Top 7 Best Free Music Production Software in 2020

Top 7 Best Free Music Production Software in 2020

Our top DAW choices for music production for the new decade

Here at Melody Nest, we get a lot of questions surrounding music production, and “what’s the best digital audio workstation for beginners?” or “should I buy Fruity Loops, Pro Tools, Ableton?” etc. It’s really hard to say considering that everyone’s ambitions are different when it comes to music production. Some people just want to have fun, and others would literally do anything to become the next *insert famous DJ name here*.  

So, if you’ve never made music in your life, and you have your credit card in your hand getting ready to purchase $2000 worth of studio equipment, ask yourself this:

How committed am I to music production? 

If your mind is made up, and you’re as positive as you can be that you’ll be making music for the rest of your life, then we say make that purchase! Buying studio equipment is an investment when done properly, and eventually you’ll make your money back.

However, if you are unsure about your drive for music production– because many aspiring music producers are, and i’ve seen musicians drop music cold turkey after years of playing because they no longer enjoyed it– perhaps you should test the waters with free music production software. You may come to the realization that:

  1. You don’t really enjoy producing music
  2. You enjoy producing music, but not enough to spend hundreds of dollars on a digital audio workstation, and eventually; audio interfaces, plugins, speakers,  hardware, an acoustically treated room, etc 

So, that’s why we created a list of our 7 top picks for free digital audio workstations that might help you better understand what music production is all about. 


Do you own a Mac? Then you already have GarageBand! How easy was that to get started making music?

If you’re a beginner, this is our first choice for you if you want to explore the world of making music. For a free platform, Apple’s long-standing GarageBand has evolved quite a bit since its release in the early 2000’s, and it will help teach you the basics of music production.

Once you open GarageBand, you’ll immediately get options for plugging in your MIDI  keyboard, recording vocals, recording guitar/bass, or having an automatic drummer play along if you feel like jamming. The user interface is very simple, and laying out your tracks and setting volume couldn’t be easier. Because of their easily digestible user interface, even someone with absolutely zero DAW (digital audio workstation) knowledge can start piecing together what it feels like to be a music producer.

GarageBand features include:

  • Up to 255 tracks (that’s plenty of tracks for 99% of artists)
  • Built in loop and sound library
  • 24-bit recording
  • Audio effects like: EQ, Distortion, Phaser, Reverb, and more
  • Third-party plugin capability
  • 40 free basic guitar and piano lessons (great resource)
  • Amp simulators
  • And more

Fun-fact: Rihanna wrote “Umbrella” using GarageBand. 


Technically, after 60 days, you are supposed to pay $60 dollars to further use Reaper, but we feel obligated to mention this second on our list because of how undeniably powerful Reaper is.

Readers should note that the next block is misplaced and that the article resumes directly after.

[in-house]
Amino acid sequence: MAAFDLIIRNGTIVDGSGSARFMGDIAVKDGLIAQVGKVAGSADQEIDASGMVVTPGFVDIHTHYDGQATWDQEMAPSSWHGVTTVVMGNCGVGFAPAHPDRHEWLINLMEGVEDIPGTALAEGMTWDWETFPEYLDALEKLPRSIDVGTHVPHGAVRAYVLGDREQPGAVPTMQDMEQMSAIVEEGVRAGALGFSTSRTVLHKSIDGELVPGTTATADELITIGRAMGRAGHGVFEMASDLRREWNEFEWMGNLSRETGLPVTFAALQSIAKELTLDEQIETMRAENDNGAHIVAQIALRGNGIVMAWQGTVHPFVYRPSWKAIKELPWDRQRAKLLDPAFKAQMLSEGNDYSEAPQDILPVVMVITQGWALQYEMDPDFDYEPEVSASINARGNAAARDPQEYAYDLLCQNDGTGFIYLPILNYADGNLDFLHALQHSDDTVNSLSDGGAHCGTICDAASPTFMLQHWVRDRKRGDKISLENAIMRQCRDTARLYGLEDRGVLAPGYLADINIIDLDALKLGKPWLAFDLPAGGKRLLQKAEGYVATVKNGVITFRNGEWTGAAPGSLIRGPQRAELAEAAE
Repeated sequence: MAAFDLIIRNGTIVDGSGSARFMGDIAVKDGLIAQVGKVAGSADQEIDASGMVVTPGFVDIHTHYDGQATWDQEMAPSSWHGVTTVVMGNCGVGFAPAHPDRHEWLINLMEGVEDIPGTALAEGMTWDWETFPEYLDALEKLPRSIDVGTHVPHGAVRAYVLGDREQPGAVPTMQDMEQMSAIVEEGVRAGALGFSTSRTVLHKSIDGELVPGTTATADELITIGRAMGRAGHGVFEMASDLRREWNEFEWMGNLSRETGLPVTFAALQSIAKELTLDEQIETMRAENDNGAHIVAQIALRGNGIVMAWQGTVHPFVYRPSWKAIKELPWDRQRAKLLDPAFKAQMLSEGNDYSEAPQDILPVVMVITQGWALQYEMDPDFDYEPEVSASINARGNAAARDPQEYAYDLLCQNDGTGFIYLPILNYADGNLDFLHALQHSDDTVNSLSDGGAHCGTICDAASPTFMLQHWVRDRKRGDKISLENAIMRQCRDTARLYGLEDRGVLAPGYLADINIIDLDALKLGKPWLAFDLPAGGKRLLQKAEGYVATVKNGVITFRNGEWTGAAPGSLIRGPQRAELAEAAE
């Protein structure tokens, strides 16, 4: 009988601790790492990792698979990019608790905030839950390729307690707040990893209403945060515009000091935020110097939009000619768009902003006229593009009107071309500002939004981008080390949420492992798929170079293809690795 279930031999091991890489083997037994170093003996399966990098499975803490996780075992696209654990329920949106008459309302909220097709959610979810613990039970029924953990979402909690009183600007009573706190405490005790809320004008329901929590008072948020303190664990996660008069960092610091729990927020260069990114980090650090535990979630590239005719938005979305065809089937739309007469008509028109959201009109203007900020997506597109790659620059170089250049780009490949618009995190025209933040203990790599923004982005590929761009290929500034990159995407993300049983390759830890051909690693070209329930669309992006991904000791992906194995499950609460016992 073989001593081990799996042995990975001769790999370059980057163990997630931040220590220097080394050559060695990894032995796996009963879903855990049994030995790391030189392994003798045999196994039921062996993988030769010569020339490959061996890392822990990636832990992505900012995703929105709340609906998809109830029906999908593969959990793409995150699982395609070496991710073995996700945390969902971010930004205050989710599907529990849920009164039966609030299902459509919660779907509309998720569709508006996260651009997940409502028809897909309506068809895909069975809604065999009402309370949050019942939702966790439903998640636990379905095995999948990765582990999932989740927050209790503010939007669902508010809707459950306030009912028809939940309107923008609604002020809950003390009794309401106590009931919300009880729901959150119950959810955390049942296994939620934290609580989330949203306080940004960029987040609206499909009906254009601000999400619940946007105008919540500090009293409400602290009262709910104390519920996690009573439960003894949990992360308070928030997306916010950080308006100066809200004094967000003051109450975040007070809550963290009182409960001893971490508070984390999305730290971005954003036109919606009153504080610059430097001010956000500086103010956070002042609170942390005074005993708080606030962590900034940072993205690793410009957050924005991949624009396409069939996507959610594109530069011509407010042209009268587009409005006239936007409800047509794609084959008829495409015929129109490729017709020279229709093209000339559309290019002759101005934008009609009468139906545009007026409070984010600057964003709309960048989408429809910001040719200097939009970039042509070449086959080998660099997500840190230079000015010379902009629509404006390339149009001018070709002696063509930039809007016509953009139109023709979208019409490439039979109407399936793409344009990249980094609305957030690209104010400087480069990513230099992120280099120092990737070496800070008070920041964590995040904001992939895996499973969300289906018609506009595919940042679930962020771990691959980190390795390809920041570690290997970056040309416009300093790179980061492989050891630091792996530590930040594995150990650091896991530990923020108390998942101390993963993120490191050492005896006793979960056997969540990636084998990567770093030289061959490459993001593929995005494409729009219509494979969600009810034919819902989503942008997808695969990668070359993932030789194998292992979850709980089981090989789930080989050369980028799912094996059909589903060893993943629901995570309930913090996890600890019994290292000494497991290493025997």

Reaper is a fully intuitive DAW with virtually no limitations; there is no MIDI or audio track limit, full VST (your own plugins) integration, it’s jam-packed with audio effects and plugins, and it can pretty much can handle anything that your computer is able to handle, and by that logic: whatever you can handle. We recommend Reaper because after the 60 day free trial, chances are, you might be okay with spending the money.

In their latest update, Reaper 6 comes stacked with: 

  • FX Plug-in Embedding: ReaEQ, ReaFIR, ReaXcomp, graphical JSFX plug-ins, and more
  • MIDI CC Envelopes
  • Hundreds of audio effects (FX)
  • Auto-stretch Timebase
  • Retina/HiDPI
  • 64-bit internal audio processing
  • Automation, modulation, grouping, VCA, surround, macros, OSC, scripting, control surfaces, custom skins and layouts
  • And more

    Note: We know this article is all about what’s free, but, if you have $60 dollars laying around after the 60 day free trial ends, instead of spending that on irrelevant items or a night out drinking, purchase Reaper. You won’t regret it. 

Tracktion T7

From first glance, Tracktion T7 looks like a good choice for those with intermediate knowledge of music production, but also still are unsure if they’d like to spend a substantial amount of money on a DAW.

T7 features an ergonomic, single-screen interface. Looking from left to right, users have their track name, waveform, mixer, EQ, level, pan, M/S, and plugins. It’s very easy to get started with either utilizing your own synths, or dragging and dropping samples from the menu below. Unfortunately, it’s not open source, but that’s definitely not a reason to not give it a try.

What’s important to utilize here are the unlimited audio and midi tracks. Since there is no worry about maxing out, you can develop a better understanding of how to work with dozens, or even hundreds of tracks per production, and to learn how all different musical elements should fit together in one song. 

Other learning opportunities and DAW advantages include:

  • Automation patterns
  • Professional time-stretch algorithm
  • Step sequencer
  • Warp time
  • LFO generators
  • Clip layer effects

Tracktion doesn’t offer a lite version, so, many of their free users end up investing in their paid software because of the value they have found using S7.